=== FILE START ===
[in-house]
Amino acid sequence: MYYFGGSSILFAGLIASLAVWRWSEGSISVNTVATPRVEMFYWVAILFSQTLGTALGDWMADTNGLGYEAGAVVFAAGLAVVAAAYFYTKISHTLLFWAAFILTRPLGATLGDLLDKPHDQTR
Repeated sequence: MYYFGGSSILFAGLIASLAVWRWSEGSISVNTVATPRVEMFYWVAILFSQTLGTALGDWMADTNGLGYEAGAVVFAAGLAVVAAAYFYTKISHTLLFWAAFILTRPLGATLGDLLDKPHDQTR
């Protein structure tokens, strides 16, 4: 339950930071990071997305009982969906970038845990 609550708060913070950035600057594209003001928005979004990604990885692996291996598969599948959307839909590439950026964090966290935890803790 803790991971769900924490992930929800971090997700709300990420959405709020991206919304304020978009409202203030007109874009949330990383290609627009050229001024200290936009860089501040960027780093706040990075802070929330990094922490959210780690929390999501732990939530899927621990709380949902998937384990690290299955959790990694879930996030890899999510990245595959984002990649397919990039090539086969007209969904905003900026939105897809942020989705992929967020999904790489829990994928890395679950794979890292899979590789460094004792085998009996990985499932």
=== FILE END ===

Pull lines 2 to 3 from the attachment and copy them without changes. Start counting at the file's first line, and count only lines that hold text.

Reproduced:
Amino acid sequence: MYYFGGSSILFAGLIASLAVWRWSEGSISVNTVATPRVEMFYWVAILFSQTLGTALGDWMADTNGLGYEAGAVVFAAGLAVVAAAYFYTKISHTLLFWAAFILTRPLGATLGDLLDKPHDQTR
Repeated sequence: MYYFGGSSILFAGLIASLAVWRWSEGSISVNTVATPRVEMFYWVAILFSQTLGTALGDWMADTNGLGYEAGAVVFAAGLAVVAAAYFYTKISHTLLFWAAFILTRPLGATLGDLLDKPHDQTR